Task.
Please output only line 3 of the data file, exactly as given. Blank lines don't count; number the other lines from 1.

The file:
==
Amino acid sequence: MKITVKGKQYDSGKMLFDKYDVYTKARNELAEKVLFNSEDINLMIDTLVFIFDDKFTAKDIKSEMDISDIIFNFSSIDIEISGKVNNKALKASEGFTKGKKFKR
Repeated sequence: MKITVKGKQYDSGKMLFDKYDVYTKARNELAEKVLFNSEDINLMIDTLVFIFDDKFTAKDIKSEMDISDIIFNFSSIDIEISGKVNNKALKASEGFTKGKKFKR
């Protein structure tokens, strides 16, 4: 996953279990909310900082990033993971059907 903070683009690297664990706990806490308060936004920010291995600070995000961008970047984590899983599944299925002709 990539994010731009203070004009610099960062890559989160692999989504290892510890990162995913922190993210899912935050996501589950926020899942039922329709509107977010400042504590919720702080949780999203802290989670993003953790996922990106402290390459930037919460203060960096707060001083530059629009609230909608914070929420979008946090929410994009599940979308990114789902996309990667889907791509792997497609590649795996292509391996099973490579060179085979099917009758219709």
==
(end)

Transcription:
């Protein structure tokens, strides 16, 4: 996953279990909310900082990033993971059907 903070683009690297664990706990806490308060936004920010291995600070995000961008970047984590899983599944299925002709 990539994010731009203070004009610099960062890559989160692999989504290892510890990162995913922190993210899912935050996501589950926020899942039922329709509107977010400042504590919720702080949780999203802290989670993003953790996922990106402290390459930037919460203060960096707060001083530059629009609230909608914070929420979008946090929410994009599940979308990114789902996309990667889907791509792997497609590649795996292509391996099973490579060179085979099917009758219709």